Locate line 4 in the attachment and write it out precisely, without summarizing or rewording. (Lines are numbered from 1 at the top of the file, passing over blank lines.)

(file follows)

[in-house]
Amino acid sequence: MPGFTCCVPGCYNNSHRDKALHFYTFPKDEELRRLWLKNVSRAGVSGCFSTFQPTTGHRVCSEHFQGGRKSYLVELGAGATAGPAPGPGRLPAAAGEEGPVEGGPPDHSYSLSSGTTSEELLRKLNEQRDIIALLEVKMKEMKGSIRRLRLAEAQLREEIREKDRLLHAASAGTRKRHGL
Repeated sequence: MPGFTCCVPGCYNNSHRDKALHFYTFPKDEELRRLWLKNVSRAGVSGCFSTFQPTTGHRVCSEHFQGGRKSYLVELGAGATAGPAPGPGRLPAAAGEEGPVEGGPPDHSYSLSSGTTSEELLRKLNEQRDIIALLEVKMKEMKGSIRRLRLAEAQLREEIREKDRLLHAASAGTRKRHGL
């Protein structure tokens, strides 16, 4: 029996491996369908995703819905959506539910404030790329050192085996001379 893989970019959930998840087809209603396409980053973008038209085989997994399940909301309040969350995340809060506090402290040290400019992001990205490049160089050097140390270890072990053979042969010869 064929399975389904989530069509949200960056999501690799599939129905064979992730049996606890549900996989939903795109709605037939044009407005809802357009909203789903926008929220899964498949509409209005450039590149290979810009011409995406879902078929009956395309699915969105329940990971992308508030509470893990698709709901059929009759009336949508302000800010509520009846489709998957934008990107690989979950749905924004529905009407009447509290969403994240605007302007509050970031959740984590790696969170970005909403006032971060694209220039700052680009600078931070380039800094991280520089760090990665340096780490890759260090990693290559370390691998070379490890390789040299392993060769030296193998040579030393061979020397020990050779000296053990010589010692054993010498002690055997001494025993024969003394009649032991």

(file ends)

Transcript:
């Protein structure tokens, strides 16, 4: 029996491996369908995703819905959506539910404030790329050192085996001379 893989970019959930998840087809209603396409980053973008038209085989997994399940909301309040969350995340809060506090402290040290400019992001990205490049160089050097140390270890072990053979042969010869 064929399975389904989530069509949200960056999501690799599939129905064979992730049996606890549900996989939903795109709605037939044009407005809802357009909203789903926008929220899964498949509409209005450039590149290979810009011409995406879902078929009956395309699915969105329940990971992308508030509470893990698709709901059929009759009336949508302000800010509520009846489709998957934008990107690989979950749905924004529905009407009447509290969403994240605007302007509050970031959740984590790696969170970005909403006032971060694209220039700052680009600078931070380039800094991280520089760090990665340096780490890759260090990693290559370390691998070379490890390789040299392993060769030296193998040579030393061979020397020990050779000296053990010589010692054993010498002690055997001494025993024969003394009649032991």